Digital extortion has long been one of the main cyberattacks that affect both companies and citizens. Cyber attackers have become specialists in this type of technique, in which they make the user believe that they have sensitive and compromised user information (videos, photographs or any other information) and threaten to make it public. If you don’t pay, I publish your data. Digital blackmail. How much do cybercriminals usually ask for these blackmails? That is the question that a team of researchers from Columbia University has asked themselves in a study, which has revealed the number of extortion: 90% of investigated attacks demanded payments of less than $2,000.
The investigation has examined 300,000 emails identified as blackmail scams over a year, using the artificial intelligence-based detectors of the Barracuda Networks company. The goal was to understand the financial infrastructure used by attackers in extortion attacks.
These attacks threaten to reveal compromising information such as photos, videos, or details of illegal online activities, unless the victim pays the attackers. A payment that is usually requested in cryptocurrency, such as bitcoin.
The Columbia team grouped the extortion emails based on the addresses of the bitcoin wallets used. They assumed that an attacker would use the same bitcoin wallet for all of his attacks, so one wallet would equal one attacker.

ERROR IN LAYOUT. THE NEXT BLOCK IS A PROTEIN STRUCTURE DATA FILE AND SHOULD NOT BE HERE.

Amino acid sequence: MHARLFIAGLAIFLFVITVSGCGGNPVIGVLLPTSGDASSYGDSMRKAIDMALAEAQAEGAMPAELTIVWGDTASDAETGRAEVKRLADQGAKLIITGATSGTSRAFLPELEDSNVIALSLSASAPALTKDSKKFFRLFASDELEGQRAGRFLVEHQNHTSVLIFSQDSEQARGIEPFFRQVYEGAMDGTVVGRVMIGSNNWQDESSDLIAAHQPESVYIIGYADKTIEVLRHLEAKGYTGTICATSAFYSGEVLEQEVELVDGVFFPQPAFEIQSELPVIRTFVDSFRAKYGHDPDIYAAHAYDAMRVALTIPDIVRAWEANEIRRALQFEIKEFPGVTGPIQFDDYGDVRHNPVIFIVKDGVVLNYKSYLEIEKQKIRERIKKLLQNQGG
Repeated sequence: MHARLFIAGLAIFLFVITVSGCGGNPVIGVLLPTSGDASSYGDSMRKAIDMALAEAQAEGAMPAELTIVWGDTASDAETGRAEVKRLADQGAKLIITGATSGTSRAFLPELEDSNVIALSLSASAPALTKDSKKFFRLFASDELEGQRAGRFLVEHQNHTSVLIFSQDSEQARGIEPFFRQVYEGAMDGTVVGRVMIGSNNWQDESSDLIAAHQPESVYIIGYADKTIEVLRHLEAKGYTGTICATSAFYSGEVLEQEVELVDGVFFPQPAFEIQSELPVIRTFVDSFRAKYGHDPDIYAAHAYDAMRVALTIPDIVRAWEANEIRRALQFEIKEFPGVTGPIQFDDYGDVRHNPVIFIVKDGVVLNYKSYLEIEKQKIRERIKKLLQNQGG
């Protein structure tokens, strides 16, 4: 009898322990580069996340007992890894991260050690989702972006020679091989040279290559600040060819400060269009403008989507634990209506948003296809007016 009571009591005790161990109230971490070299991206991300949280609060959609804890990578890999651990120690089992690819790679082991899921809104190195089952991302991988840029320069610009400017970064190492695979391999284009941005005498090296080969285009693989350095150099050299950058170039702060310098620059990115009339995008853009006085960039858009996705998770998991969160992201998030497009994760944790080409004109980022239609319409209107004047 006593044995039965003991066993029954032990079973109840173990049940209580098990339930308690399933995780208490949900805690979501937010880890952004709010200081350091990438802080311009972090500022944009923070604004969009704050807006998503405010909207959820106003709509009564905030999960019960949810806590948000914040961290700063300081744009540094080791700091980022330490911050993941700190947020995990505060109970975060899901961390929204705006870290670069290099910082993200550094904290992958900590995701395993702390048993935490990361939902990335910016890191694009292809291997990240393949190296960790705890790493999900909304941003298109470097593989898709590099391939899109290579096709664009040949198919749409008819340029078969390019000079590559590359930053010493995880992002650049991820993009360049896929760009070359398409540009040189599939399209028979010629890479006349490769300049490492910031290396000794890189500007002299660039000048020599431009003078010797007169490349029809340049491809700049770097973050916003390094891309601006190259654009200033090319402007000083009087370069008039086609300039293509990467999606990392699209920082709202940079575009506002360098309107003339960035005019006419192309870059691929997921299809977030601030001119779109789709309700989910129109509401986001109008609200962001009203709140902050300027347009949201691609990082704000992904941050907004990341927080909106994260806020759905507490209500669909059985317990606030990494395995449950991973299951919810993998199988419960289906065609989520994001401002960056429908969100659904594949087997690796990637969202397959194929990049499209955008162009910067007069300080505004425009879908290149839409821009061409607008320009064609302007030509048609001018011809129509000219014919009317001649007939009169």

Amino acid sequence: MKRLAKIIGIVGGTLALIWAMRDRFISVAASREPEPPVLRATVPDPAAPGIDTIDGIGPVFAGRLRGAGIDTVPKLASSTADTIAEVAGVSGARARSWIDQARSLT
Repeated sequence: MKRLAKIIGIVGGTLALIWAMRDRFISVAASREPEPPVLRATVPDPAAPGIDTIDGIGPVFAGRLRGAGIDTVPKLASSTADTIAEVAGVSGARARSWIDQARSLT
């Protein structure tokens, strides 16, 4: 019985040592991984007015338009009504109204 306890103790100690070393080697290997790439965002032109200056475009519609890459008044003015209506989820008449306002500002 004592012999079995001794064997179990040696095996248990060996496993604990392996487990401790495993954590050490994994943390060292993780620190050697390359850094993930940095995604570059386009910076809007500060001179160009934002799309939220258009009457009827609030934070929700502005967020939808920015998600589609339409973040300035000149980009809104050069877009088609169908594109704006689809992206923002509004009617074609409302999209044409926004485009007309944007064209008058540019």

They discovered 3,000 unique bitcoin wallet addresses, of which 100 appear in 80% of emails. This suggests that a relatively small number of attackers are responsible for most extortion emails.
The team also analyzed the “sender” email fields for each extortion email. They assumed that an attacker would use the same account for all email distributed in a single attack, but that he could use a different account for other attacks. They discovered that 97% of sender accounts sent fewer than 10 attack emails each. Besides, and90% of the attacks demanded payments of less than $2,000 in bitcoin.
“Our analysis suggests that extortion scams are carried out by a relatively small number of perpetratorseach of which performs multiple small-scale attacks with moderate extortion demandssays Asaf Cidon, an associate professor of electrical engineering at Columbia University. “These relatively modest sumss make targets more likely to cooperate with extortionand the relatively small number of emails per sender makes it easier for attackers to avoid detection by traditional security technologies and payment providers’ anti-fraud measures, thus avoiding alerting the police and the media, which could tip potential victims of the scam.”
To avoid this type of scam, experts point to the need for large companies to invest in security models that allow this type of email to be detected before it arrives, in addition to always betting on the awareness and training of users and employees in cybersecurity, so that they learn to detect scams.